By Deb Littlejohn Shinder and Tom Shinder
Windows XP includes some neat new features, but what about the features we were hoping for that Microsoft left out? Third-party vendors have rushed to help fill in the gaps. We’ll take a look at a few of the add-on programs that can increase XP’s functionality for the IT pro: UltraMon multiple-monitor utility, PowerDesk Pro 5.0 file manager, and O&O Defrag 4.0.
One of the nicest features of Windows XP (carried over from Windows 2000) is multiple-monitor support. For those who do quite a bit of multitasking or who like to keep a lot of shortcuts at their fingertips, the ability to spread the desktop across two or three (or more) monitors is a godsend.
As great as the multiple-monitor feature is, at times I’ve wished it could do just a little more. For example, wouldn’t it be great to be able to put a separate taskbar on each monitor, which would show only the icons for the programs that are running on that screen? How about setting different wallpapers on different monitors? Also, I’ve occasionally wanted to maximize a window across all the monitors.
Now you can do all that and more with a nifty little add-on called UltraMon from Realtime Soft. I stumbled across UltraMon when I was looking for a way to extend my XP taskbar across two screens. I downloaded and installed the free trial version and was so impressed with its performance that I didn’t even wait for the 30-day trial period to expire before I bought the license, which is an extremely reasonable $24.95 US for one user.
The program installed without a hitch, and UltraMon placed itself in my system tray. Right-clicking the icon brought up the menu shown in Figure A.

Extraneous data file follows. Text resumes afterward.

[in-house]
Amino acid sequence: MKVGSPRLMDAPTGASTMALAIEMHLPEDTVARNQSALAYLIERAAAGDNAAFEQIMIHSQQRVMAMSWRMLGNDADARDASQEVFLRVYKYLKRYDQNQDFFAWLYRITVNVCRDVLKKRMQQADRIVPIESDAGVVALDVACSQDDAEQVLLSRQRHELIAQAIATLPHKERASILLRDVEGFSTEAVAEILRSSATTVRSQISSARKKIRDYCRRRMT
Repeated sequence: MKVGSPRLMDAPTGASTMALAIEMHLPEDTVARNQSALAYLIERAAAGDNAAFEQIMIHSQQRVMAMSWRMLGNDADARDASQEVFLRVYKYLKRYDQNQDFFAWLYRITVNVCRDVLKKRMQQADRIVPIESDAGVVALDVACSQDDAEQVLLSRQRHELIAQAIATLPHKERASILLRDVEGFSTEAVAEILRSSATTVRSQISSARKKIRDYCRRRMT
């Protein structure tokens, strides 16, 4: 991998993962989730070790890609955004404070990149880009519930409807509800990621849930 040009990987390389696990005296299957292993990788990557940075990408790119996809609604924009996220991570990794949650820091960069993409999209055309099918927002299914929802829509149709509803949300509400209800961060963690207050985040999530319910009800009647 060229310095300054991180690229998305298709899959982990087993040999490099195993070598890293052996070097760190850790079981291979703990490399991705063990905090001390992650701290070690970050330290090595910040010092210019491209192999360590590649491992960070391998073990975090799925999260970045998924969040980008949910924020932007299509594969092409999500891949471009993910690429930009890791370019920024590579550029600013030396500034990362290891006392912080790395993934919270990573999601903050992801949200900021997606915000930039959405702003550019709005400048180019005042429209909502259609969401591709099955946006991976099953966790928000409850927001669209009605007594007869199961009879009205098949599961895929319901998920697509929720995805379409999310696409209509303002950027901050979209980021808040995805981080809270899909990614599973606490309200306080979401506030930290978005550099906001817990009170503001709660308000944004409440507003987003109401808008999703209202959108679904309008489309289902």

Exploring the UltraMon menu
The Display Properties selection takes you to the standard Windows display properties sheet, which you can also get to through Control Panel or by right-clicking the desktop and choosing Properties. You won’t find anything new there, but the next selection, Mirroring, allows you to mirror either of the monitors, so that the same desktop is displayed on both rather than spanning the desktop. This is useful for doing presentations and for training purposes when you want another user to see your desktop on his or her monitor. The Mirroring settings sheet is shown in Figure B.
Sure, you could buy a hardware splitter or use a dual-head video card and do the same thing. But you get a couple of extras with UltraMon’s Mirroring feature. You can set different resolutions for the mirrored monitors. You can mirror to any number of multiple monitors that you have attached to the computer. You can also choose, on the Options tab, whether or not to mirror the mouse pointer.
Setting separate screensavers and wallpapers
The next menu selection is Screen Saver, which gives you a way to set a different screensaver on each monitor. Figure C shows the Screen Saver properties sheet, which has a tab for each monitor so you can configure each screen saver separately.
The Shortcuts selection allows you to create “smart” shortcuts that will open programs on a specific monitor. The Wallpaper menu selection makes it possible for you to set different wallpapers on different monitors, as shown in Figure D. You can also stretch one wallpaper graphic across both desktops (be forewarned that most wallpaper graphics will be very distorted if you do this).
Other Configuration options
The Desktop Icons selection gives you a quick, handy way to save the current positions of your icons on all monitors and to restore icon positions. The Options property sheet accessed on the Option selection is where most of UltraMon’s features are configured. On the General tab, you are able to choose how windows will be resized when you move them from one monitor to another if the monitors use different resolutions. You can select either proportional mode, or have the window resized to fit. You can also enable moving maximized windows with the mouse; by default, maximized windows were “stuck” on the original monitor.